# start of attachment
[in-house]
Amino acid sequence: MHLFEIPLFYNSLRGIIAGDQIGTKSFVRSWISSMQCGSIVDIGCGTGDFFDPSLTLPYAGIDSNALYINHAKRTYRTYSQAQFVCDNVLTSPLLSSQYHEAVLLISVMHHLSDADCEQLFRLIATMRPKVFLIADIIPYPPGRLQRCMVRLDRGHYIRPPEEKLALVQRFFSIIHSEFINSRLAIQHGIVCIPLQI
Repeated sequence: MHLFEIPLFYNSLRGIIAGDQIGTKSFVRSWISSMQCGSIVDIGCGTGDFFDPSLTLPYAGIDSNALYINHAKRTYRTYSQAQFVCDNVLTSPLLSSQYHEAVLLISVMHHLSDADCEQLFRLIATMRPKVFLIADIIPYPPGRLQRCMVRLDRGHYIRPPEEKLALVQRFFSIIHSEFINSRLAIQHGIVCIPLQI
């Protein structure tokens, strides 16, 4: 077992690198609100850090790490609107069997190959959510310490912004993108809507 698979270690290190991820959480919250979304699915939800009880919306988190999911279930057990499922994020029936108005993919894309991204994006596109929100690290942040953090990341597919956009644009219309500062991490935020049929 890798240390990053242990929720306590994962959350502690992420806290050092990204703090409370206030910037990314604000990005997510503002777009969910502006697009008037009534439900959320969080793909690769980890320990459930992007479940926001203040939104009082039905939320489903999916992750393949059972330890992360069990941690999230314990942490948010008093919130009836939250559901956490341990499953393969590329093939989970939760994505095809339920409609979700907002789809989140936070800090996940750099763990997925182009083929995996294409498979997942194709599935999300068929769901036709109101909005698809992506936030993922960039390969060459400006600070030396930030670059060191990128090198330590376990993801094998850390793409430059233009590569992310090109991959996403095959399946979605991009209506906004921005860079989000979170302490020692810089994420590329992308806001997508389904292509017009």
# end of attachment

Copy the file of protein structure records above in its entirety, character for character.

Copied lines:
[in-house]
Amino acid sequence: MHLFEIPLFYNSLRGIIAGDQIGTKSFVRSWISSMQCGSIVDIGCGTGDFFDPSLTLPYAGIDSNALYINHAKRTYRTYSQAQFVCDNVLTSPLLSSQYHEAVLLISVMHHLSDADCEQLFRLIATMRPKVFLIADIIPYPPGRLQRCMVRLDRGHYIRPPEEKLALVQRFFSIIHSEFINSRLAIQHGIVCIPLQI
Repeated sequence: MHLFEIPLFYNSLRGIIAGDQIGTKSFVRSWISSMQCGSIVDIGCGTGDFFDPSLTLPYAGIDSNALYINHAKRTYRTYSQAQFVCDNVLTSPLLSSQYHEAVLLISVMHHLSDADCEQLFRLIATMRPKVFLIADIIPYPPGRLQRCMVRLDRGHYIRPPEEKLALVQRFFSIIHSEFINSRLAIQHGIVCIPLQI
């Protein structure tokens, strides 16, 4: 077992690198609100850090790490609107069997190959959510310490912004993108809507 698979270690290190991820959480919250979304699915939800009880919306988190999911279930057990499922994020029936108005993919894309991204994006596109929100690290942040953090990341597919956009644009219309500062991490935020049929 890798240390990053242990929720306590994962959350502690992420806290050092990204703090409370206030910037990314604000990005997510503002777009969910502006697009008037009534439900959320969080793909690769980890320990459930992007479940926001203040939104009082039905939320489903999916992750393949059972330890992360069990941690999230314990942490948010008093919130009836939250559901956490341990499953393969590329093939989970939760994505095809339920409609979700907002789809989140936070800090996940750099763990997925182009083929995996294409498979997942194709599935999300068929769901036709109101909005698809992506936030993922960039390969060459400006600070030396930030670059060191990128090198330590376990993801094998850390793409430059233009590569992310090109991959996403095959399946979605991009209506906004921005860079989000979170302490020692810089994420590329992308806001997508389904292509017009």